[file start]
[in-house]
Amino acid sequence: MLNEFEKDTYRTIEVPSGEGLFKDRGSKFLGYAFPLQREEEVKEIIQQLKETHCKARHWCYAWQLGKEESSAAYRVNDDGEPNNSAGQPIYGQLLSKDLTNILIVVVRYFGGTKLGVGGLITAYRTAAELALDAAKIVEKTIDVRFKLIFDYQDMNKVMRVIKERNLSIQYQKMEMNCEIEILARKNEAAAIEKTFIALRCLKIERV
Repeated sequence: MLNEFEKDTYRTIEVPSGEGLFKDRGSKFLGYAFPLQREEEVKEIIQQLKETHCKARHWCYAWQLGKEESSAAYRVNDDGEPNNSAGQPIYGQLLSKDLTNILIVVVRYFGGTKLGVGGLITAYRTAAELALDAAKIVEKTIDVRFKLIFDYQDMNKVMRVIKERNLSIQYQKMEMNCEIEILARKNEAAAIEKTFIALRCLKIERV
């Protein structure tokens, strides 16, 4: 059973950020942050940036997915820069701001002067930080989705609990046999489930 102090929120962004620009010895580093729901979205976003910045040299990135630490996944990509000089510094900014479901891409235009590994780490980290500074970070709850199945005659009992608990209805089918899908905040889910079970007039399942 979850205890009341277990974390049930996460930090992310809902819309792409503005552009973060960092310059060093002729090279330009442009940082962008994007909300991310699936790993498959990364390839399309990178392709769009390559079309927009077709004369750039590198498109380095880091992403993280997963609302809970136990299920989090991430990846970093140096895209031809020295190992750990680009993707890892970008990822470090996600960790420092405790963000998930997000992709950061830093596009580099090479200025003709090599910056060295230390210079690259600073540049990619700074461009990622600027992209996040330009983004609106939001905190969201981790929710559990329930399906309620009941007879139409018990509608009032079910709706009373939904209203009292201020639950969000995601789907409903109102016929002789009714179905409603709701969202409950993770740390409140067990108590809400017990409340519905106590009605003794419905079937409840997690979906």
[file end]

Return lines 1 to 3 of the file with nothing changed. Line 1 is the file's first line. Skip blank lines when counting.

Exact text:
[in-house]
Amino acid sequence: MLNEFEKDTYRTIEVPSGEGLFKDRGSKFLGYAFPLQREEEVKEIIQQLKETHCKARHWCYAWQLGKEESSAAYRVNDDGEPNNSAGQPIYGQLLSKDLTNILIVVVRYFGGTKLGVGGLITAYRTAAELALDAAKIVEKTIDVRFKLIFDYQDMNKVMRVIKERNLSIQYQKMEMNCEIEILARKNEAAAIEKTFIALRCLKIERV
Repeated sequence: MLNEFEKDTYRTIEVPSGEGLFKDRGSKFLGYAFPLQREEEVKEIIQQLKETHCKARHWCYAWQLGKEESSAAYRVNDDGEPNNSAGQPIYGQLLSKDLTNILIVVVRYFGGTKLGVGGLITAYRTAAELALDAAKIVEKTIDVRFKLIFDYQDMNKVMRVIKERNLSIQYQKMEMNCEIEILARKNEAAAIEKTFIALRCLKIERV